Poverty Alleviation Through Qarz-e-Hasan (Interest-free Loans)

By Muhammad Shakeel Ishaq

Poverty Alleviation Through Qarz-e-Hasan (Interest-free Loans)

Akhuwat, Lendwithcare’s microfinance partner organisation in Pakistan, is one of the largest interest-free microfinance organisations in the world. Shakeel Ishaq is the Lendwithcare co-ordinator there, and is responsible, among many other things, for collecting and uploading the entrepreneur profiles onto the Lendwithcare website. In this blog he describes one of his field visits to a village, where he meets Lendwithcare entrepreneurs and hears their stories.

“I visited a Lendwithcare branch located in Kasur, a small town near Lahore, where a lot of people live below the poverty line but are very hard-working and enterprising. Most of them are engaged in the manufacturing business. Some of them are cobblers, weavers and yarn extractors, and others are traditional embroiders, known locally as silma sitara.

Moving through the small streets, my first visit was to the energetic and very passionate family of Shahnaz Mushtaq. Even just one year ago, their life was full of misery. They had a power loom business, but everything was burnt down due to an electricity short circuit. After this terrible misfortune, Shahnaz started extracting yarn while her husband started working at a power loom as a labourer. However, it was the 25,000 rupee loan that they received from Akhuwat that changed their lives again. They bought sweaters in bulk and because they could now pay in cash, they saved between 8,000-10,000 rupees (about £53 – £67). Shahnaz’s husband left his job and started working with her. The business was so successful that after 7 or 8 months, they hired an employee, and pay him 10,000-12,000 rupees (about £67 – £80) per month. Shahnaz now oversees the complete process: buying the sweaters, extracting the yarn, colouring the yarn and weaving the fabric. They weave fabric for traditional plain blankets and earn on average 25,000-30,000 rupees (about £168 – £201) profit per month. They sell the fabric to shopkeepers in Kasur and Lahore, as well as to local people.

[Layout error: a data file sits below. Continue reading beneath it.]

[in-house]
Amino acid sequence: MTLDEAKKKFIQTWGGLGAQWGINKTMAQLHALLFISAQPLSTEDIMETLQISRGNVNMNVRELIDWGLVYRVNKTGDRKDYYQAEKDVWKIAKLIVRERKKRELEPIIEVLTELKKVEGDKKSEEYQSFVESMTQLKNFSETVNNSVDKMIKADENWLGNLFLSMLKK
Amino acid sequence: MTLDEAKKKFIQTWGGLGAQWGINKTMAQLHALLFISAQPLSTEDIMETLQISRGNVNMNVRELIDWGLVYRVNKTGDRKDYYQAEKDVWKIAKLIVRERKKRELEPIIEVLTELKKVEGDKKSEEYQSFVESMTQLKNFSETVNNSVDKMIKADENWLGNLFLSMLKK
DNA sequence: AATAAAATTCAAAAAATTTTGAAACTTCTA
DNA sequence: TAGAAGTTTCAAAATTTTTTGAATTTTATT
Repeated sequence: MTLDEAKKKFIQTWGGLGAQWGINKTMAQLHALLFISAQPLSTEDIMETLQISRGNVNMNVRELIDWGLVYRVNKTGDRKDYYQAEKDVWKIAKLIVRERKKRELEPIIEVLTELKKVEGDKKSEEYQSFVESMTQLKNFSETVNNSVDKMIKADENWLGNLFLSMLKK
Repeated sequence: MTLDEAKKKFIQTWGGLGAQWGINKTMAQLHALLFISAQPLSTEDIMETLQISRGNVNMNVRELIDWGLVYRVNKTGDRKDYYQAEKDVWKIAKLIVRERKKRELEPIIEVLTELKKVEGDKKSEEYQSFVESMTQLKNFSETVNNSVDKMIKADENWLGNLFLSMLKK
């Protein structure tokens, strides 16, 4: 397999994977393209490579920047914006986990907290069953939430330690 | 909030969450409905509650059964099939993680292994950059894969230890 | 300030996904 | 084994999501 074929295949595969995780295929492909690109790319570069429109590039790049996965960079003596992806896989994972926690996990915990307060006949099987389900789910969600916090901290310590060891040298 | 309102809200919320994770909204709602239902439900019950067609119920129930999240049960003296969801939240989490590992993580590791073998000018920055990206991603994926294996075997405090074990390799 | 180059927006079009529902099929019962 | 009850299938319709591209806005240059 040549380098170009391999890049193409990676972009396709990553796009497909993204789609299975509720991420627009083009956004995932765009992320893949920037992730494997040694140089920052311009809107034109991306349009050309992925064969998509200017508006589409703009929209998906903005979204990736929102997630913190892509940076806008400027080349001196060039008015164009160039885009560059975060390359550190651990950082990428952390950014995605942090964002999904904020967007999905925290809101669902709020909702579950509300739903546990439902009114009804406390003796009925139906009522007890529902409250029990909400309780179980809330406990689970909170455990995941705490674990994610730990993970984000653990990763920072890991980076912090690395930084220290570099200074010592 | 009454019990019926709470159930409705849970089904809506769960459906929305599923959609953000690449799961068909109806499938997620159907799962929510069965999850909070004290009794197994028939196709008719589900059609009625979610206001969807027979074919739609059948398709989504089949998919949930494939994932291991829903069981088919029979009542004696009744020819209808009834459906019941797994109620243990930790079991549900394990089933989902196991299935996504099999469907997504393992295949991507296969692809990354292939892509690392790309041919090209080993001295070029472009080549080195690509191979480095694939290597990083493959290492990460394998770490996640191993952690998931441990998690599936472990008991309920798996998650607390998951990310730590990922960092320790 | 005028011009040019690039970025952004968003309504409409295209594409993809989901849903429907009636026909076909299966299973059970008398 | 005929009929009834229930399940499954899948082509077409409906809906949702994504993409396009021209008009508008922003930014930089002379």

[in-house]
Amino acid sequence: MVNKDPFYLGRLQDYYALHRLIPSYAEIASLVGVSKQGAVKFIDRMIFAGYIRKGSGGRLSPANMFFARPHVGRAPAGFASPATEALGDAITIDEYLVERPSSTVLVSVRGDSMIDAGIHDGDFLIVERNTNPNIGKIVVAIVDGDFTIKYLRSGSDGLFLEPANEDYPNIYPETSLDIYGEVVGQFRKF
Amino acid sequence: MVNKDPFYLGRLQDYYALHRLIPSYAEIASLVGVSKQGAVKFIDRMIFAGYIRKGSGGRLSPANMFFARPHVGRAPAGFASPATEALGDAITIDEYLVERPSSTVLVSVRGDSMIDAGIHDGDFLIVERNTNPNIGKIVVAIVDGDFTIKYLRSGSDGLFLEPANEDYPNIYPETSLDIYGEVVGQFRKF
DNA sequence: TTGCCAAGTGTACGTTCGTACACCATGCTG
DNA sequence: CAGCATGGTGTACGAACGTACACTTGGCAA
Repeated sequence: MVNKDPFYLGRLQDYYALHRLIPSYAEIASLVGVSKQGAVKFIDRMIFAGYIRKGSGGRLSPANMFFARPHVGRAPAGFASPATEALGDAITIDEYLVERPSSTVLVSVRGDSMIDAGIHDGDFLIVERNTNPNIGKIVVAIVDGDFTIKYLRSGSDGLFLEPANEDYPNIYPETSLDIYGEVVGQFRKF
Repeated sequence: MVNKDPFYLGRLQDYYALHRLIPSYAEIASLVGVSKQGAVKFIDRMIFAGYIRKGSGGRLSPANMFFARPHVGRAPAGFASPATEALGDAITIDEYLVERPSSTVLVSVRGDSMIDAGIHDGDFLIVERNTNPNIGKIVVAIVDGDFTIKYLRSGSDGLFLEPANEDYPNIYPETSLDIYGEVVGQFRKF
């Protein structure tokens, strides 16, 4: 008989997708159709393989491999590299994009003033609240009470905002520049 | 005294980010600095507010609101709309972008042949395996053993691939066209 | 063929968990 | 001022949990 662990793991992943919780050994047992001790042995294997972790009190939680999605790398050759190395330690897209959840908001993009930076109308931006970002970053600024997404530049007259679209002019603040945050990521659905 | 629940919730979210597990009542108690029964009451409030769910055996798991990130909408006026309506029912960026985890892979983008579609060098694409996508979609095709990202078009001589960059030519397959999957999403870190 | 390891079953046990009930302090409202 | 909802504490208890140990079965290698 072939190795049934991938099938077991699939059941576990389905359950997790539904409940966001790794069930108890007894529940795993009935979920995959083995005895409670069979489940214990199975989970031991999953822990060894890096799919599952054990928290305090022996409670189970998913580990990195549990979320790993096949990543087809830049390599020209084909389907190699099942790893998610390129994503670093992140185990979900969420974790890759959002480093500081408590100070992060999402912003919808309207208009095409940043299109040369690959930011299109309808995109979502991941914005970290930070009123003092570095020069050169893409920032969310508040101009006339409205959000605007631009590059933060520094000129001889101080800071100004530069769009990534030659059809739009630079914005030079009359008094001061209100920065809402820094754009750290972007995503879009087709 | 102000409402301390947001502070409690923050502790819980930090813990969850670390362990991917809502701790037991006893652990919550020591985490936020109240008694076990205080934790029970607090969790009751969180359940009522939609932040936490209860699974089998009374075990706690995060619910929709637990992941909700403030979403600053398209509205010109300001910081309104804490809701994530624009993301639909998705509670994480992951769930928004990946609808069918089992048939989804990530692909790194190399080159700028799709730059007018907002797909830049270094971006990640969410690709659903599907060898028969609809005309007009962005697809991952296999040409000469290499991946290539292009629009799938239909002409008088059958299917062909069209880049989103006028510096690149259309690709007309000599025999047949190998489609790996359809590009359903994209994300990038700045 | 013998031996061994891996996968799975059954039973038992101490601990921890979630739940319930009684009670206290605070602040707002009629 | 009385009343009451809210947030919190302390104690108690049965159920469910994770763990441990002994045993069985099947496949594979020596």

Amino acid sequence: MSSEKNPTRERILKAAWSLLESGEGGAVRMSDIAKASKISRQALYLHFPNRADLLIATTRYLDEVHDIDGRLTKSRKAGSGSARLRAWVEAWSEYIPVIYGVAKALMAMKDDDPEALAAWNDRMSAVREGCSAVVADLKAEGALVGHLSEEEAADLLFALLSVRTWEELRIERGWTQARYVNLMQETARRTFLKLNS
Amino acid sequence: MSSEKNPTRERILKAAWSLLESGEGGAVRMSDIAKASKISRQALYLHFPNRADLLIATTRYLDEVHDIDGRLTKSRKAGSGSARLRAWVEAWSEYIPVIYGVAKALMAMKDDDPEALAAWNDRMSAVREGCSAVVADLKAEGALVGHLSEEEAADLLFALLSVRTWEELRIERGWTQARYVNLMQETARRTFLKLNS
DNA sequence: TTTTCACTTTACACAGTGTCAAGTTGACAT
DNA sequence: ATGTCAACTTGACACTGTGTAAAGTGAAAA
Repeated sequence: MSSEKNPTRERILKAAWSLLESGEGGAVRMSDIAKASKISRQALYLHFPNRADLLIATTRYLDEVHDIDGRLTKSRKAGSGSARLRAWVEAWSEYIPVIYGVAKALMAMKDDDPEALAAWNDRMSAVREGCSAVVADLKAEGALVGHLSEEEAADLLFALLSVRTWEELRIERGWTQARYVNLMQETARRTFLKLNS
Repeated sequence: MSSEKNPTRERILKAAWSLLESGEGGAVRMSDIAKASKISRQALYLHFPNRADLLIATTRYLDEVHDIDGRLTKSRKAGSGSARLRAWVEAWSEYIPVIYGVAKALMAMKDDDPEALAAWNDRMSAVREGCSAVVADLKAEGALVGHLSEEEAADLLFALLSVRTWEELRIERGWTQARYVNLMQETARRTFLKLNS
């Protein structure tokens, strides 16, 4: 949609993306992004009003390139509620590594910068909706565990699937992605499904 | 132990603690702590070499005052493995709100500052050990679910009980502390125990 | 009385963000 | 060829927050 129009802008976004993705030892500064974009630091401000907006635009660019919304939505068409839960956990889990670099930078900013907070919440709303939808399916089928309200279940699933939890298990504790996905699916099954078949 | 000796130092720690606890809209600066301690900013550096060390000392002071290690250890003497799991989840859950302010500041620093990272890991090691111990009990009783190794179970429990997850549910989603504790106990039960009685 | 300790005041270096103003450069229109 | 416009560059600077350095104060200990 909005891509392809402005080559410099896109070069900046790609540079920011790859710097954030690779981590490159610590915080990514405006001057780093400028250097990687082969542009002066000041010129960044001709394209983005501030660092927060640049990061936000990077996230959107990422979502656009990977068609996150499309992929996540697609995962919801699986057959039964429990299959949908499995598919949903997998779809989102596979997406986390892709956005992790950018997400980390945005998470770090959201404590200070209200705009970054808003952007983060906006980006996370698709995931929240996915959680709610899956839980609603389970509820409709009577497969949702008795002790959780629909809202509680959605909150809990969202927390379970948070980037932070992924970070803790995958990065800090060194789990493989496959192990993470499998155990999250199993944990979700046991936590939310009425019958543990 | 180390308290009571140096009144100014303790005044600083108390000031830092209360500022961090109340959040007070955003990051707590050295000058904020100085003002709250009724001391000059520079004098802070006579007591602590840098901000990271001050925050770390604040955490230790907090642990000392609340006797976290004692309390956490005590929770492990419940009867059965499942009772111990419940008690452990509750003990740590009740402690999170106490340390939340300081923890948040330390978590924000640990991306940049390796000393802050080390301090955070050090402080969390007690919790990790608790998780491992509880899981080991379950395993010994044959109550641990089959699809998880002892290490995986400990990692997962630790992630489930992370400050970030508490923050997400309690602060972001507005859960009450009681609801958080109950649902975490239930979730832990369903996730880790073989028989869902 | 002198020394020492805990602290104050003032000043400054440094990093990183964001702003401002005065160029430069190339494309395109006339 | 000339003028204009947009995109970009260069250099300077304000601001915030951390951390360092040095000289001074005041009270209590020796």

My next visit was to another hardworking entrepreneur named Rasheed Ahmed, who recycles small pieces of fabric to make rough cotton, which is used by carpenters to make sofas. He also makes fine cotton which is used by his customers to make pillows. He used to have a well-run business with three employees. One day he faced a heavy loss due to a lack of orders and his business almost shut down. But through his effort and hard work, Rasheed was able to hire one specialist worker again. His monthly income now exceeds 20,000 rupees (about £134) per month, and his employee earns 500 rupees a day. It was a very positive experience for me to meet another successful beneficiary of Lendwithcare.

Going through the narrow lanes of Kasur, I met Nasreen Bibi who is another success story of interest-free loans. She is a traditional embroider, which is known locally as silma sitara. The interest-free loan has not only helped in increasing her own income but has also helped provide work to four families living in a village near Kasur. Nasreen Bibi now receives orders from Sialkot and Lahore to craft fancy clothes, and she manages to create over 20 bridal and party outfits every month. With the loan she received from Akhuwat and Lendwithcare, she purchased three wooden tables as well as fancy materials and fabric. Her business earnings are almost 25,000 rupees (about £168) per month now.

A small loan of £130 may not seem much to people in London, New York, Paris or even the rich of Lahore, but it can really change the lives of the poor here in Pakistan. It enables people to live a happier life, not having to worry and struggle for survival every day. After spending some time with these inspiring entrepreneurs, I feel highly motivated to keep working hard so that more people like Shahnaz, Rasheed and Nasreen can benefit from the interest-free loans given by Akhuwat, Care International and the Lendwithcare lenders.”

Editor’s Note:

This article first appeared on lendwithcare.org and is reproduced with permission.

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